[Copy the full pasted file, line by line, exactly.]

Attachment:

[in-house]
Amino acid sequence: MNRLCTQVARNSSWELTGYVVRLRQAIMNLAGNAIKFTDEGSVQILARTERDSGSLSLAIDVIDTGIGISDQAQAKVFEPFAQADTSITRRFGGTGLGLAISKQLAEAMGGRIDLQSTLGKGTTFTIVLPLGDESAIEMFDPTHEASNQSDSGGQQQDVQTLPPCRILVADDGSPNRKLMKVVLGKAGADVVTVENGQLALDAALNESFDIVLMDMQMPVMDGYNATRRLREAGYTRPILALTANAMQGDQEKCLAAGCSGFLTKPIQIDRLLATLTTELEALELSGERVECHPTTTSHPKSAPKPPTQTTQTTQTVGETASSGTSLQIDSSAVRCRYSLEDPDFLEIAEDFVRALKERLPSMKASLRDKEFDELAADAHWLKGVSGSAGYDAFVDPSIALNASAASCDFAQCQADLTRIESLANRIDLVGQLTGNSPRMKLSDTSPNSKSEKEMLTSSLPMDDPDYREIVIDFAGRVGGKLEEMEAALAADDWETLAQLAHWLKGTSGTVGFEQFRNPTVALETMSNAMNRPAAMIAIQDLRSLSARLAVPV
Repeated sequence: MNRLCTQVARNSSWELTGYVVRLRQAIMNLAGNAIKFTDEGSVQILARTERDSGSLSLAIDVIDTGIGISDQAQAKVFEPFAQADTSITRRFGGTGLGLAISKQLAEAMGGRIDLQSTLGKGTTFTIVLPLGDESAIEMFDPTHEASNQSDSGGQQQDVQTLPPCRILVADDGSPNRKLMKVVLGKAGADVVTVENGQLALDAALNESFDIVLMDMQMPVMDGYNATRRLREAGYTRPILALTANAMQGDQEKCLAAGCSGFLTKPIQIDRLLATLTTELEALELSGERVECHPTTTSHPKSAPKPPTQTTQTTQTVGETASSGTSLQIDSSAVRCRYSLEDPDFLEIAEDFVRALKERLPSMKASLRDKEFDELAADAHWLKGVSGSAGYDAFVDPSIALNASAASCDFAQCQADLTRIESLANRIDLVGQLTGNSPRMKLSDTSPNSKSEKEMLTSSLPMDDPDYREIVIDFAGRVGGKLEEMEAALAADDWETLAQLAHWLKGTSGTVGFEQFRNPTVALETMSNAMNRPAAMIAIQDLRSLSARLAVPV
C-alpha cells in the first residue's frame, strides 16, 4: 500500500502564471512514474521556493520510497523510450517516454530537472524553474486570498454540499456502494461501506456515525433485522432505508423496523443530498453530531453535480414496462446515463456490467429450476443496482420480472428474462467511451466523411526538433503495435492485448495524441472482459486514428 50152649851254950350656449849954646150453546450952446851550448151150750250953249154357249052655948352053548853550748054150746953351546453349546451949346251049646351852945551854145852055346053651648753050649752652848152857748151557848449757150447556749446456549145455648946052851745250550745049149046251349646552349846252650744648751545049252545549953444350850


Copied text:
[in-house]
Amino acid sequence: MNRLCTQVARNSSWELTGYVVRLRQAIMNLAGNAIKFTDEGSVQILARTERDSGSLSLAIDVIDTGIGISDQAQAKVFEPFAQADTSITRRFGGTGLGLAISKQLAEAMGGRIDLQSTLGKGTTFTIVLPLGDESAIEMFDPTHEASNQSDSGGQQQDVQTLPPCRILVADDGSPNRKLMKVVLGKAGADVVTVENGQLALDAALNESFDIVLMDMQMPVMDGYNATRRLREAGYTRPILALTANAMQGDQEKCLAAGCSGFLTKPIQIDRLLATLTTELEALELSGERVECHPTTTSHPKSAPKPPTQTTQTTQTVGETASSGTSLQIDSSAVRCRYSLEDPDFLEIAEDFVRALKERLPSMKASLRDKEFDELAADAHWLKGVSGSAGYDAFVDPSIALNASAASCDFAQCQADLTRIESLANRIDLVGQLTGNSPRMKLSDTSPNSKSEKEMLTSSLPMDDPDYREIVIDFAGRVGGKLEEMEAALAADDWETLAQLAHWLKGTSGTVGFEQFRNPTVALETMSNAMNRPAAMIAIQDLRSLSARLAVPV
Repeated sequence: MNRLCTQVARNSSWELTGYVVRLRQAIMNLAGNAIKFTDEGSVQILARTERDSGSLSLAIDVIDTGIGISDQAQAKVFEPFAQADTSITRRFGGTGLGLAISKQLAEAMGGRIDLQSTLGKGTTFTIVLPLGDESAIEMFDPTHEASNQSDSGGQQQDVQTLPPCRILVADDGSPNRKLMKVVLGKAGADVVTVENGQLALDAALNESFDIVLMDMQMPVMDGYNATRRLREAGYTRPILALTANAMQGDQEKCLAAGCSGFLTKPIQIDRLLATLTTELEALELSGERVECHPTTTSHPKSAPKPPTQTTQTTQTVGETASSGTSLQIDSSAVRCRYSLEDPDFLEIAEDFVRALKERLPSMKASLRDKEFDELAADAHWLKGVSGSAGYDAFVDPSIALNASAASCDFAQCQADLTRIESLANRIDLVGQLTGNSPRMKLSDTSPNSKSEKEMLTSSLPMDDPDYREIVIDFAGRVGGKLEEMEAALAADDWETLAQLAHWLKGTSGTVGFEQFRNPTVALETMSNAMNRPAAMIAIQDLRSLSARLAVPV
C-alpha cells in the first residue's frame, strides 16, 4: 500500500502564471512514474521556493520510497523510450517516454530537472524553474486570498454540499456502494461501506456515525433485522432505508423496523443530498453530531453535480414496462446515463456490467429450476443496482420480472428474462467511451466523411526538433503495435492485448495524441472482459486514428 50152649851254950350656449849954646150453546450952446851550448151150750250953249154357249052655948352053548853550748054150746953351546453349546451949346251049646351852945551854145852055346053651648753050649752652848152857748151557848449757150447556749446456549145455648946052851745250550745049149046251349646552349846252650744648751545049252545549953444350850